The largest academic conference ever held in Skokie, Illinois, focusing on the Armenian, Assyrian and Greek genocides concluded on Saturday, May 11, after two days of presentations by more than a dozen scholars from Armenia, Australia, England and across North America.
The event, titled The Ottoman Turkish Genocides of Anatolian Christians: A Common Case Study, was organized by the ANCA of Illinois, the Assyrian Center for Genocide Studies and the Asia Minor and Pontos Hellenic Research Center, and was held at the prestigious Illinois Holocaust Museum and Educational Center in Skokie on May 10 and 11.
On 3 April 2013, Metropolitan Hilarion, chairman of the Moscow Patriarchate’s Department for External Church Relations (DECR), rector of the Ss Cyril and Methodius Theological Institute of Post-Graduate and Doctoral Studies, professor of the Moscow Theological Academy and of the University of Fribourg, opened a conference on “Episcopal Ordination and Episcopal Ministry according to Catholic and Orthodox Doctrine and Canon Law” at the University of Fribourg. Taking part in the conference, which will last four days, are bishops and theologians from the Roman Cath0olic Church and the Orthodox Churches, faculty and students of the universities of Switzerland.
The delegation of the Faculty of Orthodox Theology of Saint Basil of Ostrog, led by its dean protopresbyter-stavrophor Boris Brajovic, paid an official visit to the Kiev Theological Academy and the Ukrainian Orthodox Church in Kiev.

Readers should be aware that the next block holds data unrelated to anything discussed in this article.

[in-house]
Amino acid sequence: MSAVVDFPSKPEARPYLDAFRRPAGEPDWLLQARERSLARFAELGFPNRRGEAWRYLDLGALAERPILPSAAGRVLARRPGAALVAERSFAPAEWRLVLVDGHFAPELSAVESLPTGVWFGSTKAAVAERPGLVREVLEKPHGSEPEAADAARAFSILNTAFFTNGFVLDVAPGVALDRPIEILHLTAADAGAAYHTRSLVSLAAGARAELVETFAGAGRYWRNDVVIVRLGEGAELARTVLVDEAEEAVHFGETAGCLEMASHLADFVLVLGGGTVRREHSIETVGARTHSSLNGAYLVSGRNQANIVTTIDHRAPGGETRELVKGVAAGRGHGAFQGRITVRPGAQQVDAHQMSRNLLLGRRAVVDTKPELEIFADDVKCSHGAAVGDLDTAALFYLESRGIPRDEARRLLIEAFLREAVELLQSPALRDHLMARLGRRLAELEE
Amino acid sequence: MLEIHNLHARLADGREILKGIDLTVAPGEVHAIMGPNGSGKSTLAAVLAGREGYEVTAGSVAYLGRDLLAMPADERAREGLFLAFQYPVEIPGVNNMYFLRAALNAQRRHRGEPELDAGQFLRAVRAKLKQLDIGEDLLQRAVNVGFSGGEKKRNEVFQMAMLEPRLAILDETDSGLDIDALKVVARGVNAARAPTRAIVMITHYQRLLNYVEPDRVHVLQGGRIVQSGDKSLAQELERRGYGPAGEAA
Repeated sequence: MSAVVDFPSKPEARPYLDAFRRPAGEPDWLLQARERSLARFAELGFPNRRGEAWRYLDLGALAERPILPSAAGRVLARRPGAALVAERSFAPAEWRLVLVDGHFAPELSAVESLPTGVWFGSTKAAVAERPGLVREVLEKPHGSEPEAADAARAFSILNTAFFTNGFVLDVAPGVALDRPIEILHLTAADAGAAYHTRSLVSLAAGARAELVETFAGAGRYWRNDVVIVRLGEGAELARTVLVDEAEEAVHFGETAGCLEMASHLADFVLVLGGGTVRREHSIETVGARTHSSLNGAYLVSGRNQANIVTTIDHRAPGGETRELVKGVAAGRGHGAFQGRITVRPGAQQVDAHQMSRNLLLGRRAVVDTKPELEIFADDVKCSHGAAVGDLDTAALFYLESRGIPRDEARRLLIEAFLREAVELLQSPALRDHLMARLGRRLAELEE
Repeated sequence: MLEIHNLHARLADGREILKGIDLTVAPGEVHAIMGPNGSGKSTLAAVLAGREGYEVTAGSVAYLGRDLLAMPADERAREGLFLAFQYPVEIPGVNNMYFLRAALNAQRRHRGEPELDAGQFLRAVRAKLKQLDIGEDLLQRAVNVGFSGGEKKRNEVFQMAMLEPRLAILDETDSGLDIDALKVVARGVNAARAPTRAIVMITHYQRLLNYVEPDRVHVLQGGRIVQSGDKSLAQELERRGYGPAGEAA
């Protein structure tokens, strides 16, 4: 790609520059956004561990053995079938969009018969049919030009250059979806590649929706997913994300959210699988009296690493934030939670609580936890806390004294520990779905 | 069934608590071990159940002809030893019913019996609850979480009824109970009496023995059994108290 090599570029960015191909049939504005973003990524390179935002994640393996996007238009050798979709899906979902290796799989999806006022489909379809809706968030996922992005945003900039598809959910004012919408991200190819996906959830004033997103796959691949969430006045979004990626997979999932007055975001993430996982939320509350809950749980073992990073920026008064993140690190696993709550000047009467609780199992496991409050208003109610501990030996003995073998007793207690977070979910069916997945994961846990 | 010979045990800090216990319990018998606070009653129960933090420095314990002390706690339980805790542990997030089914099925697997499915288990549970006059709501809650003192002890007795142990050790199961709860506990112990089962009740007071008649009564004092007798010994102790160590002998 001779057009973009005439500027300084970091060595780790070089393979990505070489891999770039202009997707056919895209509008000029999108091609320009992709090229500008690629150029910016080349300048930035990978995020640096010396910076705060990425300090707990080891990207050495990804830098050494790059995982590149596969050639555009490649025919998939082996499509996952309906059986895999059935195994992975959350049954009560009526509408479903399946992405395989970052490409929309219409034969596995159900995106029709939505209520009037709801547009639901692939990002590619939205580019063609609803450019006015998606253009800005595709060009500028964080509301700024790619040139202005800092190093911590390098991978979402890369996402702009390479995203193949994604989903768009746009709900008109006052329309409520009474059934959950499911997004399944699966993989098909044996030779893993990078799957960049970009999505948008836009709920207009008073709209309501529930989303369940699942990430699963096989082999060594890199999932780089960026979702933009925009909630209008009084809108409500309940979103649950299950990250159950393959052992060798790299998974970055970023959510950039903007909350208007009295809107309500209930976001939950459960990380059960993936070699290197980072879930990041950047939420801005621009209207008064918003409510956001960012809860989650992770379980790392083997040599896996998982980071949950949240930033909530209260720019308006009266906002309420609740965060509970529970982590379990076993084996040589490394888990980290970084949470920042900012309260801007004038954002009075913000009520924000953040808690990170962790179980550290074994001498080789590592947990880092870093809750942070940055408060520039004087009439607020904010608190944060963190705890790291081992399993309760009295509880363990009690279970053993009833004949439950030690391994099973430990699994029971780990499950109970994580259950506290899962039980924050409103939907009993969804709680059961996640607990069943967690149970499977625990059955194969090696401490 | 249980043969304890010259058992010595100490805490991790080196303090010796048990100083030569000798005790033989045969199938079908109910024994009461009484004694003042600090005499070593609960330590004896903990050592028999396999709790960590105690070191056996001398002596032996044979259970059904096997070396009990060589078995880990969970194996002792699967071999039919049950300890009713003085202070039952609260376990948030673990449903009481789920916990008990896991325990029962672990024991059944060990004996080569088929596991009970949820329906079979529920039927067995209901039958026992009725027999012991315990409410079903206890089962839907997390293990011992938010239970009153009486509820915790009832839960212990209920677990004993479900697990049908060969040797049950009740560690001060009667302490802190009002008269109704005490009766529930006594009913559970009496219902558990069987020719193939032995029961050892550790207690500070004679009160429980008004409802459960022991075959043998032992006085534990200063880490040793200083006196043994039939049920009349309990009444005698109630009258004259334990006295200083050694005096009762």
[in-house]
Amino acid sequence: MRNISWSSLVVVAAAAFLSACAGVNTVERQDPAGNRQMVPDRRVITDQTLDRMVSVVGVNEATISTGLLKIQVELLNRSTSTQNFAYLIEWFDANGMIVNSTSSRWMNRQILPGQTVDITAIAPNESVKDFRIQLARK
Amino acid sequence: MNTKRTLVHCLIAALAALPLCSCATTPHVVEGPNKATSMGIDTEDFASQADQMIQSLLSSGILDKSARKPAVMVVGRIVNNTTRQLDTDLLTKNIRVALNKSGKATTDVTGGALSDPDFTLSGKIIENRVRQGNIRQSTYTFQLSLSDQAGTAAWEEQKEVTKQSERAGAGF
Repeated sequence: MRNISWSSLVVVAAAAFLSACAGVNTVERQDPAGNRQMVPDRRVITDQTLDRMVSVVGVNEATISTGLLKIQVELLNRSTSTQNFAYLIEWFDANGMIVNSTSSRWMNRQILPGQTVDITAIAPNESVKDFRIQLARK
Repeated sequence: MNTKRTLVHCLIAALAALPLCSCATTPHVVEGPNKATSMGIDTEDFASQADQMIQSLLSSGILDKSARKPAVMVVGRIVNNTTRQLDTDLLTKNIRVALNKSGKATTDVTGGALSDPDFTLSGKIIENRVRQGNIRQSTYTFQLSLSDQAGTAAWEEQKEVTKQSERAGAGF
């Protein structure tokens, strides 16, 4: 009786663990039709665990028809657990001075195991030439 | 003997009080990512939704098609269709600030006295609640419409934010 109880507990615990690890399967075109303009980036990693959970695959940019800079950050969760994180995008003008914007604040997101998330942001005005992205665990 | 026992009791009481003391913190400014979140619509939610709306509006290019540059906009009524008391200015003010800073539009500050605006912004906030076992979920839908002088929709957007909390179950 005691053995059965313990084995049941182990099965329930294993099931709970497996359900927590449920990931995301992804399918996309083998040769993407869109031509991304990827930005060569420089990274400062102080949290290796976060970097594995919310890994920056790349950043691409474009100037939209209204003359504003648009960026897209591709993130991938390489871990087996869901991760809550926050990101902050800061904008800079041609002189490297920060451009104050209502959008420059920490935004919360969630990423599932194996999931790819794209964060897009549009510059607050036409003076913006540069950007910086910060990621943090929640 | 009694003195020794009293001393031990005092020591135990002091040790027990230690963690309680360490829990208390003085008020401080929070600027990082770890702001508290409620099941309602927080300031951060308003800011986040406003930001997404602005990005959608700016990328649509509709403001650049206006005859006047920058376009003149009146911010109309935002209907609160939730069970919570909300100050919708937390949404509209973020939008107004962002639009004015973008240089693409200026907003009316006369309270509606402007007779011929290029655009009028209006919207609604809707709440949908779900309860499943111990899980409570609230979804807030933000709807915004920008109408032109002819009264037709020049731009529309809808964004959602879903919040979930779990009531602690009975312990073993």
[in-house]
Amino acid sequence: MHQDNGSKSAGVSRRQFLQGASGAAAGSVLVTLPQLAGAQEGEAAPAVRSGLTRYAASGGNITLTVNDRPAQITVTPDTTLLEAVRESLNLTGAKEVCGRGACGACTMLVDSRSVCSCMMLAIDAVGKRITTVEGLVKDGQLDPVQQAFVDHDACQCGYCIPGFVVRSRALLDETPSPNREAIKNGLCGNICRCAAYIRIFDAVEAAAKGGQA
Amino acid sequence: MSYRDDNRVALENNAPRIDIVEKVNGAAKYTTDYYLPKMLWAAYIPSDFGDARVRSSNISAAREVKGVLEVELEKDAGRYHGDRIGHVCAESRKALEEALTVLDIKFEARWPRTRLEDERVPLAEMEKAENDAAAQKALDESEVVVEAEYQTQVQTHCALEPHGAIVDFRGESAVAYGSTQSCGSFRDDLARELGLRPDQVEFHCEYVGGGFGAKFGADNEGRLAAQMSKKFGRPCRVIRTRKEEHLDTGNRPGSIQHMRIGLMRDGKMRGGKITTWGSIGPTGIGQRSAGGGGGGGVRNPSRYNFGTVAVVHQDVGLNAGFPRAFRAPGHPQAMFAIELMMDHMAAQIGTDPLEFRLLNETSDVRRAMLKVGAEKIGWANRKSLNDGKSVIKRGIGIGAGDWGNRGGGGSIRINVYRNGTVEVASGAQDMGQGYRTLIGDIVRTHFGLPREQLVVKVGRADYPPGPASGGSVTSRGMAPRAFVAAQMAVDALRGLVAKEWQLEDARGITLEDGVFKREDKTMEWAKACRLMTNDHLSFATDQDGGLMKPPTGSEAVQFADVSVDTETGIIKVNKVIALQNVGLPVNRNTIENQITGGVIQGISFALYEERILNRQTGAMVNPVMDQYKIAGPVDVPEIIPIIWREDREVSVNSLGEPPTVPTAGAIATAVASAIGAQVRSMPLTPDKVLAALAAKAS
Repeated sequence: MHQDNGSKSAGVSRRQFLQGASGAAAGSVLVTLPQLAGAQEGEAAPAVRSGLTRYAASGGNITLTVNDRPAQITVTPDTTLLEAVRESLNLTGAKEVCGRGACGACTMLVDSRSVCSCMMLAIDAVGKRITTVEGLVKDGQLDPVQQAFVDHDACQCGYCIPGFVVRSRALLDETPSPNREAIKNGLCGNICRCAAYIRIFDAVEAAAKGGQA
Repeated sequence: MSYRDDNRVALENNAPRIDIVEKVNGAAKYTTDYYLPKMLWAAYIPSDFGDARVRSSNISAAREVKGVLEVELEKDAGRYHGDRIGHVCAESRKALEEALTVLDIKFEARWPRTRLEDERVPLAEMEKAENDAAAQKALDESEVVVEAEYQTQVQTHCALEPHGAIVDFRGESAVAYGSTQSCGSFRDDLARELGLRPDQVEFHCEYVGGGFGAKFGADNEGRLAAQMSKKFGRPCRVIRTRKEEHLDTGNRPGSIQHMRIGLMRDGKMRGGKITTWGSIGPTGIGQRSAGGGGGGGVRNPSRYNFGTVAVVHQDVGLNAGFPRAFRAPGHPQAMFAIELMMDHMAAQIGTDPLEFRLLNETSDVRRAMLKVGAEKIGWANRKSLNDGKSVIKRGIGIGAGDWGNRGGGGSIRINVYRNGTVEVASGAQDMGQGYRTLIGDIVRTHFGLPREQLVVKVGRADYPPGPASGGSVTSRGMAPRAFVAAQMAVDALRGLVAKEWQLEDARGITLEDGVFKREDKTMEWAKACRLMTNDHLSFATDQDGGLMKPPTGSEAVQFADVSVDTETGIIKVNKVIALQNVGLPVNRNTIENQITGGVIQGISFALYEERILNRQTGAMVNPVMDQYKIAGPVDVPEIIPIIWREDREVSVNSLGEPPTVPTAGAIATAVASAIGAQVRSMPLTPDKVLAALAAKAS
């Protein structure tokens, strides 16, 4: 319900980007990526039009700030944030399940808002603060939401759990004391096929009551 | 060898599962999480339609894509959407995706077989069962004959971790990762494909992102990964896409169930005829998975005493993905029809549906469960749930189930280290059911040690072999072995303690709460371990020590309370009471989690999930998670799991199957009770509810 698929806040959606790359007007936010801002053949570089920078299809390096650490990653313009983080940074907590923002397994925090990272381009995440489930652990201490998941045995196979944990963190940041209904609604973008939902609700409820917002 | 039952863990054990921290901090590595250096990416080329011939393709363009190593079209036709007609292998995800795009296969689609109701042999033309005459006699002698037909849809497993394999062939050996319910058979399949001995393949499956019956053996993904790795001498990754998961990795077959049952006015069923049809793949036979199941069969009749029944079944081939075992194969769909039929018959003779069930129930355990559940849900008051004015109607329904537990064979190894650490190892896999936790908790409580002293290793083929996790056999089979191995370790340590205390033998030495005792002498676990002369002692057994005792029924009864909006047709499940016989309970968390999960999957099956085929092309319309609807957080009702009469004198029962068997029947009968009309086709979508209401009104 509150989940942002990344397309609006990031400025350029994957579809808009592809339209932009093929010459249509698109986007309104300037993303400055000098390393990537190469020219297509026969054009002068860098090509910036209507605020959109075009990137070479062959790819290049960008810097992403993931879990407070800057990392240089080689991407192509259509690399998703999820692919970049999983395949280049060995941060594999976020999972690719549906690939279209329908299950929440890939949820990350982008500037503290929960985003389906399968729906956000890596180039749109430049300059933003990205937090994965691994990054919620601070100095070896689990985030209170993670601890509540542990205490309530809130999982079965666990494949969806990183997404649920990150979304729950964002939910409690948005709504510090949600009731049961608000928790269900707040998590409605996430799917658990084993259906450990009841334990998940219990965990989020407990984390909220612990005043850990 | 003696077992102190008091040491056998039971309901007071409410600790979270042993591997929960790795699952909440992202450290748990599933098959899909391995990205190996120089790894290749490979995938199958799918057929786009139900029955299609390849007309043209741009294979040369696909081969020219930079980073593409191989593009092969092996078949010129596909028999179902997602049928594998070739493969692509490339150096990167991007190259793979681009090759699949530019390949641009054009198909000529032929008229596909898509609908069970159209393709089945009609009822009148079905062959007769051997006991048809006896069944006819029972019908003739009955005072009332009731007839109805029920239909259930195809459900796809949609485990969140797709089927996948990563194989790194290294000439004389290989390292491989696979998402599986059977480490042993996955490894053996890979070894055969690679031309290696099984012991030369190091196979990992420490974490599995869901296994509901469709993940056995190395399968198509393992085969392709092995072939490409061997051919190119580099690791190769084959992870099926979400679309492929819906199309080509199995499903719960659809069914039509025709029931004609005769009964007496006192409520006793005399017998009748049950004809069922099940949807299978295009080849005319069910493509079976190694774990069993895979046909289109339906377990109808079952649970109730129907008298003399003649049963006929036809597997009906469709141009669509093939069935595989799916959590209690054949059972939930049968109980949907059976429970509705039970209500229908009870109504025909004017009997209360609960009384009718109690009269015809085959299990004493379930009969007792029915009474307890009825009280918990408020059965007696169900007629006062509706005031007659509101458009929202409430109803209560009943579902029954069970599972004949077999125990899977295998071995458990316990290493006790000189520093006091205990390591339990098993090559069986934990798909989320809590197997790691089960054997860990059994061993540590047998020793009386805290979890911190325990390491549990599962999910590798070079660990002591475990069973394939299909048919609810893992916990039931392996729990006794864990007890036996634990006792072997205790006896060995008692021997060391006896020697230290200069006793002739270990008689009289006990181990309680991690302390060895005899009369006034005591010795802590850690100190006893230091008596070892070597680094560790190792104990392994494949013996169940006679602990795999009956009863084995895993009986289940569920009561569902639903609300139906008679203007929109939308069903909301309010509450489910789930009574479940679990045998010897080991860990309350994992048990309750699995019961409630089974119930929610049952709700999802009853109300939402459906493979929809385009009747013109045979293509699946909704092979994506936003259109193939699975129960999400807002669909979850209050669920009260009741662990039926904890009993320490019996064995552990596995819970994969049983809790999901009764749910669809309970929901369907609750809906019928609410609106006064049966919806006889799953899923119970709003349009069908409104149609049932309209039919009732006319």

On Friday, 29 March 2013, the delegation met with the dean of the Kiev Theological Academy and Seminary His Eminence Metropolitan Anthony of Borispol. The delegations discussed the ways of cooperation and improvement of the relations between the two faculties. The first vice chancellor of the Kiev Spiritual Academy Vladimir Burega and professor of the Faculty of Theology in Foca Darko Djogo were also attended at the meeting.
The Sunday of Orthodoxy is the first Sunday of Great Lent. The dominant theme of this Sunday since 843 has been that of the victory of the icons. In that year the iconoclastic controversy, which had raged on and off since 726, was finally laid to rest, and icons and their veneration were restored on the first Sunday in Lent. Ever since, this Sunday has been commemorated as the "Triumph of Orthodoxy."
In the Orthodox Church, the last Sunday before Great Lent – the day on which, at Vespers, Lent is liturgically announced and inaugurated – is called Forgiveness Sunday. On the morning of that Sunday, at the Divine Liturgy, we hear the words of Christ:
"If you forgive men their trespasses, your heavenly Father will also forgive you, but if you forgive not men their trespasses, neither will your Father forgive your trespasses..." (Mark 6:14-15)
The Crucifixion, fragment (Studenica Monastery, Serbia).Great Lent is the 40-day season of spiritual preparation that comes before the most important Feast of the Christian year, Holy Pascha (which means “Passover” and is commonly called “Easter”,). It is the central part of a larger time of preparation called the Triodion season.
The Triodion begins ten weeks before Easter and is divided into three main parts: three Pre-Lenten weeks of preparing our hearts, the six weeks of Lent, and Holy Week. The main theme of the Triodion is repentance—mankind's return to God, our loving Father.
This annual season of repentance is a spiritual journey with our Savior. Our goal is to meet the risen Lord Jesus, Who reunites us with God the Father. The Father is always waiting to greet us with outstretched hands. We must ask ourselves the question, “Are we willing to turn to Him?”
During Great Lent, the Church teaches us how to receive Him by using the two great means of repentance— prayer and fasting.